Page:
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Jay Richards, Ph.D., is a Distinguished Fellow of the Institute for
Faith, Work, & Economics and a Senior Fellow of the Discovery
Institute where he works with the Center for Science and Culture
and the Center on Wealth, Poverty and Morality. He is the coauthor
with astronomer Guillermo Gonzalez of The Privileged Planet:
How Our Place in the Cosmos Is Designed for Discovery.
In addition to writing many academic articles, books, and popular
essays on a wide variety of subjects, he recently edited the new
award winning anthology, God & Evolution: Protestants, Catholics
and Jews Explore Darwin’s Challenge to Faith . His previous book
was Money, Greed, and God: Why Capitalism Is the Solution and
Not the Problem (HarperOne, May 2009), for which he received a
Templeton Enterprise Award in 2010.
He has been featured in several television-broadcast documentaries,
including The Call of the Entrepreneur, The Case for a Creator,
The Wonder of Soil, and The Privileged Planet, based on his book,
The Privileged Planet, with astronomer Guillermo Gonzalez.
Richards has a B.A. with majors in Political Science and Religion,
an M.Div. (Master of Divinity) and a Th.M. (Master of Theology),
and a Ph.D. (with honors) in philosophy and theology from
Princeton Theological Seminary.
His work has been covered in publications such as The New York
Times, The Washington Post (news and editorial), Wall Street
Journal; he has appeared on many national radio and TV programs,
including Larry King Live; and he has lectured worldwide on a
variety of subjects, including to Members of the US Congress.
Jay W. Richards, “List of Fine-Tuning
“Fine-tuning” refers to various features of the universe that are
necessary conditions for the existence of complex life. Such features include
the initial conditions and “brute facts” of the universe as a whole, the
laws of nature or the numerical constants present in those laws (such
as the gravitational force constant), and local features of habitable planets
(such as a planet’s distance from its host star).
The basic idea is that these features must fall within a very narrow
range of possible values for chemical-based life to be possible.
Some popular examples are subject to dispute. And there are some
complicated philosophical debates about how to calculate probabilities.
Nevertheless, there are many well-established examples of fine-tuning,
which are widely accepted even by scientists who are generally hostile to
theism and design. For instance, Stephen Hawking has admitted: “The
remarkable fact is that the values of these numbers [the constants of
physics] seem to have been very finely adjusted to make possible the
development of life.” (A Brief History of Time, p. 125) Here are the most
celebrated and widely accepted examples of fine-tuning for the existence of
Cosmic Constants
(1) Gravitational force constant
(2) Electromagnetic force constant
(3) Strong nuclear force constant
(4) Weak nuclear force constant
(5) Cosmological constant
Initial Conditions and “Brute Facts”
(6) Initial distribution of mass energy
(7) Ratio of masses for protons and electrons
(8) Velocity of light
(9) Mass excess of neutron over proton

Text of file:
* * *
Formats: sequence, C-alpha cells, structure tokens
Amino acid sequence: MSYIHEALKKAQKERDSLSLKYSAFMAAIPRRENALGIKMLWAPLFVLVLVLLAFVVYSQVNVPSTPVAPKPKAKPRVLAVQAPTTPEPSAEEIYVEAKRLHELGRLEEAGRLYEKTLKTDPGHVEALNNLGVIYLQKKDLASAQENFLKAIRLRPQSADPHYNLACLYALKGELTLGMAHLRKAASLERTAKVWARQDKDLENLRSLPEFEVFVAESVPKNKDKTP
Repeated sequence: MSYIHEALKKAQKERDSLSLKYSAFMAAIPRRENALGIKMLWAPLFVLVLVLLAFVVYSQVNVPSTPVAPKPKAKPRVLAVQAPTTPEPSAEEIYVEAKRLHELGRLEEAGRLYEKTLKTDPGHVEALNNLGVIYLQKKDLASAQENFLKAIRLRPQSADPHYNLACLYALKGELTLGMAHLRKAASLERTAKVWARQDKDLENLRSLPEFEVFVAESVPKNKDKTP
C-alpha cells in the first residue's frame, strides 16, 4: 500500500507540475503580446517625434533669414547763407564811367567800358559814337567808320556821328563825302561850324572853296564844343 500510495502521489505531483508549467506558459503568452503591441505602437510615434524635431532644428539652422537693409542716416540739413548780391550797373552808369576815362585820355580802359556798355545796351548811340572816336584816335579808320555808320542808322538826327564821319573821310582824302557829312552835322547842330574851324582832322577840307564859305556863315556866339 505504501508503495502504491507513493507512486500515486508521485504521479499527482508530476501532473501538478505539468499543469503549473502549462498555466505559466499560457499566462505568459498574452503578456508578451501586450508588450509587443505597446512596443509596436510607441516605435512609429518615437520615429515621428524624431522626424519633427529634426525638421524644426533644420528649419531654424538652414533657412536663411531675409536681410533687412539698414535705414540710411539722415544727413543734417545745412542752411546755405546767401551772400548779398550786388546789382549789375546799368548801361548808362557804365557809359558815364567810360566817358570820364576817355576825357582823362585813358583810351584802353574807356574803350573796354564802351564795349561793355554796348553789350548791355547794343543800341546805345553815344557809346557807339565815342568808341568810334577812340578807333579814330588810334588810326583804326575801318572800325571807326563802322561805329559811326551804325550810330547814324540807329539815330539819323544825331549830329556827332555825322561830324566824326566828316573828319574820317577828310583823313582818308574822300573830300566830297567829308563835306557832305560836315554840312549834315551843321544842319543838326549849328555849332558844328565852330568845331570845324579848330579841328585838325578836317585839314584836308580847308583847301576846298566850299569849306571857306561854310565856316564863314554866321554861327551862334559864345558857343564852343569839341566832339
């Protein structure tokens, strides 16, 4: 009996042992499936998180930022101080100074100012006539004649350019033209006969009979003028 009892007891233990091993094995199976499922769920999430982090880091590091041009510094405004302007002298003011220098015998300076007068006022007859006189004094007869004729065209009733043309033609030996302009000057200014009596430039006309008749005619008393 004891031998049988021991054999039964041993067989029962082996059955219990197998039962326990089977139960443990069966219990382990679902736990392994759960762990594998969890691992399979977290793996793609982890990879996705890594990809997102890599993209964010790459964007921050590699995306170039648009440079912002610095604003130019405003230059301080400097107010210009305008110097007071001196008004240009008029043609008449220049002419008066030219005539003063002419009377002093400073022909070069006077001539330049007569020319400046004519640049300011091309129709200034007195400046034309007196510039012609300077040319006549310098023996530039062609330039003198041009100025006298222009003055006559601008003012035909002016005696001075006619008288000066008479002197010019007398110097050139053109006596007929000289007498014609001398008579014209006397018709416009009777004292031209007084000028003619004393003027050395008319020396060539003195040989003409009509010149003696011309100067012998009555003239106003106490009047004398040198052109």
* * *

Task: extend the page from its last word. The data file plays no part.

“Local” Planetary Conditions
(10) Steady plate tectonics with right kind of geological interior
(11) Right amount of water in crust
(12) Large moon with right rotation period
(13) Proper concentration of sulfur
(14) Right planetary mass
(15) Near inner edge of circumstellar habitable zone
(16) Low-eccentricity orbit outside spin-orbit and giant planet
(17) A few, large Jupiter-mass planetary neighbors in large circular
(18) Outside spiral arm of galaxy
(19) Near co-rotation circle of galaxy, in circular orbit around galactic center
(20) Within the galactic habitable zone
(21) During the cosmic habitable age
Effects of Primary Fine-Tuning Parameters
(22) The polarity of the water molecule
Cosmic Constants
(1) Gravitational force constant (large scale attractive force, holds people
on planets, and holds planets, stars, and galaxies together)—too weak,
and planets and stars cannot form; too strong, and stars burn up too
(2) Electromagnetic force constant (small scale attractive and repulsive
force, holds atoms electrons and atomic nuclei together)—If it were
much stronger or weaker, we wouldn’t have stable chemical bonds.
(3) Strong nuclear force constant (small-scale attractive force, holds
nuclei of atoms together, which otherwise repulse each other because
of the electromagnetic force)—if it were weaker, the universe would
have far fewer stable chemical elements, eliminating several that are
essential to life.
(4) W eak nuclear force constant (governs radioactive decay)—if it were
much stronger or weaker, life-essential stars could not form.
(These are the four “fundamental forces.”)
(5) Cosmological constant (which controls the expansion speed of the
universe) refers to the balance of the attractive force of gravity with a
hypothesized repulsive force of space observable only at very large size
scales. It must be very close to zero, that is, these two forces must be
nearly perfectly balanced. To get the right balance, the cosmological
constant must be fine-tuned to something like 1 part in 10 120 . If it
were just slightly more positive, the universe would fly apart; slightly
negative, and the universe would collapse.
As with the cosmological constant, the ratios of the other constants